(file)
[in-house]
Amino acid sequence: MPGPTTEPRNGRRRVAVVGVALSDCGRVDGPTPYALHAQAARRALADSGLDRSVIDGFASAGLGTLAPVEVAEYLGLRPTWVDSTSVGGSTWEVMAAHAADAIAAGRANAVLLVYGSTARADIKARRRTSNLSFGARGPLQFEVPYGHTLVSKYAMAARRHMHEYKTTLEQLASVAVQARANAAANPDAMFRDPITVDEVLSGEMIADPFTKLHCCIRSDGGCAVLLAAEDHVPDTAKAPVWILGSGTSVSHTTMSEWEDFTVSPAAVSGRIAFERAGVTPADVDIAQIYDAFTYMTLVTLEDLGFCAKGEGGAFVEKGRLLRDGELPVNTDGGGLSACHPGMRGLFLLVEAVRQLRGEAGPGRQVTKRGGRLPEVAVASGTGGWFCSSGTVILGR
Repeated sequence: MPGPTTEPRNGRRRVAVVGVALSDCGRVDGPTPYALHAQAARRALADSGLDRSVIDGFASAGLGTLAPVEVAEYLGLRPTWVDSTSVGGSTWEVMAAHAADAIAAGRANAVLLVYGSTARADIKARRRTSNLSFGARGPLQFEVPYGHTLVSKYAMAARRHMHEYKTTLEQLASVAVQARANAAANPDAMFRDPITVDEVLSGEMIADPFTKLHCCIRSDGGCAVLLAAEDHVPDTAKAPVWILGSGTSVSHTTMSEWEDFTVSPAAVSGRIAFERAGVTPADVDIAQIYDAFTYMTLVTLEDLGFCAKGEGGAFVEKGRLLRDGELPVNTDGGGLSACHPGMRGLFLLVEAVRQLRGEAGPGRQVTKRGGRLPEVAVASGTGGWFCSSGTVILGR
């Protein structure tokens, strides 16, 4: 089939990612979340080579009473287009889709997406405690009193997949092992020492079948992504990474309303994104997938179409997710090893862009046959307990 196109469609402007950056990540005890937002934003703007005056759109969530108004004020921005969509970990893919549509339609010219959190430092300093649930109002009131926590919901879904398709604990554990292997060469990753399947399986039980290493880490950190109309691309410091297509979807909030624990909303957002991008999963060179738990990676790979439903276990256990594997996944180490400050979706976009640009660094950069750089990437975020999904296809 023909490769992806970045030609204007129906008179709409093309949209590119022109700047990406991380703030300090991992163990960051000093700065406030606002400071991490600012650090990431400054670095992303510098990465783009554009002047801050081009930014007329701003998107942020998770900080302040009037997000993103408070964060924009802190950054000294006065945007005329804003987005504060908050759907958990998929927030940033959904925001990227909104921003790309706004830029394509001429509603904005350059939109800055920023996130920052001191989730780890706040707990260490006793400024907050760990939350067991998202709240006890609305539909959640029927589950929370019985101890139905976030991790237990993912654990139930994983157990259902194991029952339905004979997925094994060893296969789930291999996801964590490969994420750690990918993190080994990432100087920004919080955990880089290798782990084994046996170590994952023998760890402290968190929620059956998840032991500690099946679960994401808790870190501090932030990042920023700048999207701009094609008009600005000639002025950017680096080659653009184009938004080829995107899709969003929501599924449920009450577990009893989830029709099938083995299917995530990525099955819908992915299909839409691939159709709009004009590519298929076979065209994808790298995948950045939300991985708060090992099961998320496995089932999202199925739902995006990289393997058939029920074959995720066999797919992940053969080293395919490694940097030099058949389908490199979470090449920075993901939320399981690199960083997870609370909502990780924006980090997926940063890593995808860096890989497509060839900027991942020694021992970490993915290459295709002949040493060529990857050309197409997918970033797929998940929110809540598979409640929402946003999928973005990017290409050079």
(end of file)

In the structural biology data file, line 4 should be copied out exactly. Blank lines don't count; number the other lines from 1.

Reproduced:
């Protein structure tokens, strides 16, 4: 089939990612979340080579009473287009889709997406405690009193997949092992020492079948992504990474309303994104997938179409997710090893862009046959307990 196109469609402007950056990540005890937002934003703007005056759109969530108004004020921005969509970990893919549509339609010219959190430092300093649930109002009131926590919901879904398709604990554990292997060469990753399947399986039980290493880490950190109309691309410091297509979807909030624990909303957002991008999963060179738990990676790979439903276990256990594997996944180490400050979706976009640009660094950069750089990437975020999904296809 023909490769992806970045030609204007129906008179709409093309949209590119022109700047990406991380703030300090991992163990960051000093700065406030606002400071991490600012650090990431400054670095992303510098990465783009554009002047801050081009930014007329701003998107942020998770900080302040009037997000993103408070964060924009802190950054000294006065945007005329804003987005504060908050759907958990998929927030940033959904925001990227909104921003790309706004830029394509001429509603904005350059939109800055920023996130920052001191989730780890706040707990260490006793400024907050760990939350067991998202709240006890609305539909959640029927589950929370019985101890139905976030991790237990993912654990139930994983157990259902194991029952339905004979997925094994060893296969789930291999996801964590490969994420750690990918993190080994990432100087920004919080955990880089290798782990084994046996170590994952023998760890402290968190929620059956998840032991500690099946679960994401808790870190501090932030990042920023700048999207701009094609008009600005000639002025950017680096080659653009184009938004080829995107899709969003929501599924449920009450577990009893989830029709099938083995299917995530990525099955819908992915299909839409691939159709709009004009590519298929076979065209994808790298995948950045939300991985708060090992099961998320496995089932999202199925739902995006990289393997058939029920074959995720066999797919992940053969080293395919490694940097030099058949389908490199979470090449920075993901939320399981690199960083997870609370909502990780924006980090997926940063890593995808860096890989497509060839900027991942020694021992970490993915290459295709002949040493060529990857050309197409997918970033797929998940929110809540598979409640929402946003999928973005990017290409050079």